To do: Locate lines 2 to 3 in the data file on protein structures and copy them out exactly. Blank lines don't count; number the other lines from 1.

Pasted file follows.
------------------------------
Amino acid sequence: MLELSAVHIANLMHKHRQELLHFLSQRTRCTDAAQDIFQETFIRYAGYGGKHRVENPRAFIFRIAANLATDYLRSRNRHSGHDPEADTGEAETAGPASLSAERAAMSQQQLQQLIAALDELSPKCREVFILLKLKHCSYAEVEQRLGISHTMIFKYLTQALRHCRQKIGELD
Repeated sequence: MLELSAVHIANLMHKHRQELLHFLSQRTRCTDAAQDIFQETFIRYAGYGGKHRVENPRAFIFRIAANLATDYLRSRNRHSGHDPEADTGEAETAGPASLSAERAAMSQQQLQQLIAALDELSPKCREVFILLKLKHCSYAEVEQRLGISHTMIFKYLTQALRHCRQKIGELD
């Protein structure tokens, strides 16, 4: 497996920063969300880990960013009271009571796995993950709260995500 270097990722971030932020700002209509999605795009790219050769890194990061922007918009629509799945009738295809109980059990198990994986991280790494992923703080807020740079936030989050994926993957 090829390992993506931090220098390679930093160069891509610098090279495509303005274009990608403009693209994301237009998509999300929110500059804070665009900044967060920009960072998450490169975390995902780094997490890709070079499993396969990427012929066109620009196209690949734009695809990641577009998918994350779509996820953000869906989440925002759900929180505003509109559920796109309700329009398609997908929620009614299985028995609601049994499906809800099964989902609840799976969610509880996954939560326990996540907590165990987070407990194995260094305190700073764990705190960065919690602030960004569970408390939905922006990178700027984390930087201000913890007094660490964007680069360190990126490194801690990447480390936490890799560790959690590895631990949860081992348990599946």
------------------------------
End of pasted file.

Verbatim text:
Repeated sequence: MLELSAVHIANLMHKHRQELLHFLSQRTRCTDAAQDIFQETFIRYAGYGGKHRVENPRAFIFRIAANLATDYLRSRNRHSGHDPEADTGEAETAGPASLSAERAAMSQQQLQQLIAALDELSPKCREVFILLKLKHCSYAEVEQRLGISHTMIFKYLTQALRHCRQKIGELD
């Protein structure tokens, strides 16, 4: 497996920063969300880990960013009271009571796995993950709260995500 270097990722971030932020700002209509999605795009790219050769890194990061922007918009629509799945009738295809109980059990198990994986991280790494992923703080807020740079936030989050994926993957 090829390992993506931090220098390679930093160069891509610098090279495509303005274009990608403009693209994301237009998509999300929110500059804070665009900044967060920009960072998450490169975390995902780094997490890709070079499993396969990427012929066109620009196209690949734009695809990641577009998918994350779509996820953000869906989440925002759900929180505003509109559920796109309700329009398609997908929620009614299985028995609601049994499906809800099964989902609840799976969610509880996954939560326990996540907590165990987070407990194995260094305190700073764990705190960065919690602030960004569970408390939905922006990178700027984390930087201000913890007094660490964007680069360190990126490194801690990447480390936490890799560790959690590895631990949860081992348990599946």